To whom it might concern: GrapheneOS added Android Auto

Happy new year again.

Forgot to tell you that with two updates from December 30th and 31st, GrapheneOS now added Android Auto if you can make use of it (we can’t; our car is a year or so too old for that). An article on 9to5Google reminded me of it, and here are the release notes from GOS.

And unlike stated in 9to5Google, my Pixel 6a which is on the GrapheneOS “stable channel” got it already. But since our car can’t do it, and I haven’t switched on any (sandboxed) Google services, it’s of no big deal for us. But if your car can make use of it, enjoy.

Thanks to Daniel Micay and his team over at GOS. And like always, thanks for reading.

In German / auf Deutsch: Langfristig / Gründe / Kehrseite(n)

Meine Schwester plant den Kauf eines neuen Autos. Die Gründe wie auch bei uns: die Kosten für Instandhaltung des Alten übersteigen irgendwann den Restwert des Fahrzeugs, sprich weiterhin Geld für den Alten auszugeben ist ab einem gewissen Punkt einfach nicht mehr wirtschaftlich.

Mein Rat, langfristig (also in Bezug auf rein elektrisch bewegte Fahrzeuge): schaut nach China, aus Gründen die in einem Artikel in Heise Autos sehr schön dargelegt werden. Und für alle die es noch nicht wußten: ja, der Volvo ist ein chinesisches Fahrzeug.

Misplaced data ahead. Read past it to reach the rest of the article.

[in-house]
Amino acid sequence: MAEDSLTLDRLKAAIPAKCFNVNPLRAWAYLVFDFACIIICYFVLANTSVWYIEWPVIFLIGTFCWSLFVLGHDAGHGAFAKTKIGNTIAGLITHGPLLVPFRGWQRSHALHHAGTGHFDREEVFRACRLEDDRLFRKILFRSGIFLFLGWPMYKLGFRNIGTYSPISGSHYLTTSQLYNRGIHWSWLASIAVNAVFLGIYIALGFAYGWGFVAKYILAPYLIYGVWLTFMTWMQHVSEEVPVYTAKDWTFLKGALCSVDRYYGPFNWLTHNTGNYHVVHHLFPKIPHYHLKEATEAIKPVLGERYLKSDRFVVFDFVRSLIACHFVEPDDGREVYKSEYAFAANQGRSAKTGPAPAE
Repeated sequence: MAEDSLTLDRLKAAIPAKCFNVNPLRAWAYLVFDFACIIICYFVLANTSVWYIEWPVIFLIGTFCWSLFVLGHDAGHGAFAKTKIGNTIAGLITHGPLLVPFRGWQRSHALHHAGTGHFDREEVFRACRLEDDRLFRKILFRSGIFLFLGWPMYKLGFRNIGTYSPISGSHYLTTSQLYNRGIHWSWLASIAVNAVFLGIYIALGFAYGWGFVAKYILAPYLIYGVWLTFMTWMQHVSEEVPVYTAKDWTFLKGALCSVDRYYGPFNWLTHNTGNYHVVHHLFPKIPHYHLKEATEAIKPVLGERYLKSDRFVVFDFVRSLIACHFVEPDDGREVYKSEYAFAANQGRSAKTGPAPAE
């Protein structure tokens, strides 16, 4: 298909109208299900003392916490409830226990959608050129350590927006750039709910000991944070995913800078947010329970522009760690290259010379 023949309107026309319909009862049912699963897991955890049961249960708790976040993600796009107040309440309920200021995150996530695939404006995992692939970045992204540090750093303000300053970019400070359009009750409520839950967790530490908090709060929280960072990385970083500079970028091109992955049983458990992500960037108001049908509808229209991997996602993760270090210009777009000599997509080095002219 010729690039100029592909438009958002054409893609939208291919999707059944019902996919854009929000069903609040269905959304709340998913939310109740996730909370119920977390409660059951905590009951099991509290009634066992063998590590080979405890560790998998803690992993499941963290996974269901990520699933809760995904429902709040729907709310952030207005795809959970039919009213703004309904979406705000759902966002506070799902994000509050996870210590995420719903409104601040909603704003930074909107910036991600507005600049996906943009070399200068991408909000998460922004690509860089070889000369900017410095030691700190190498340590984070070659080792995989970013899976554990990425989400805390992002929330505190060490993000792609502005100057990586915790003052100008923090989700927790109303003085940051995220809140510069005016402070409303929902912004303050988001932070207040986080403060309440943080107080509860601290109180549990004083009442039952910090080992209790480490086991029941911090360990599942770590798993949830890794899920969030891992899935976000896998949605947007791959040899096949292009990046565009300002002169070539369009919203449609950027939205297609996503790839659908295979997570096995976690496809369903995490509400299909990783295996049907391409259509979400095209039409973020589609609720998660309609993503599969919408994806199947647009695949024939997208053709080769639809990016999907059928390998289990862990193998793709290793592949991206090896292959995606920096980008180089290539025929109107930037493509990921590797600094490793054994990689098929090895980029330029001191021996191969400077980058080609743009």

Die Chinesen sind längst Marktführer vor allem bei Batterien, siehe hier. Und die genannte Natriumzelle wird mit Sicherheit ein nicht nur finanzieller Erfolg.

Ohne China geht es nicht; wir haben uns jahrzehntelang selbst in diese Situation hinein maneuvriert. Leider hat das Geschäftemachen mit China aber auch deutliche Schattenseiten wie zum Beispiel Zwangsarbeit. Und das nehmen nicht nur chinesische Firmen in Kauf sondern auch wir, und nicht nur in Bezug auf Autos. Im letzten meiner Links werden zum Beispiel folgende Firmen genannt:

Abercrombie & Fitch, Acer, Adidas, Alstom, Amazon, Apple, ASUS, BAIC Motor, Bestway, BMW, Bombardier, Bosch, BYD, Calvin Klein, Candy, Carter’s, Cerruti 1881, Changan Automobile, Cisco, CRRC, Dell, Electrolux, Fila, Founder Group, GAC Group (automobiles), Gap, Geely Auto, General Motors, Google, Goertek, H&M, Haier, Hart Schaffner Marx, Hisense, Hitachi, HP, HTC, Huawei, iFlyTek, Jack & Jones, Jaguar, Japan Display Inc., L.L.Bean, Lacoste, Land Rover, Lenovo, LG, Li-Ning, Mayor, Meizu, Mercedes-Benz, MG, Microsoft, Mitsubishi, Mitsumi, Nike, Nintendo, Nokia, Oculus, Oppo, Panasonic, Polo Ralph Lauren, Puma, SAIC Motor, Samsung, SGMW, Sharp, Siemens, Skechers, Sony, TDK, Tommy Hilfiger, Toshiba, Tsinghua Tongfang, Uniqlo, Victoria’s Secret, Vivo, Volkswagen, Xiaomi, Zara, Zegna, ZTE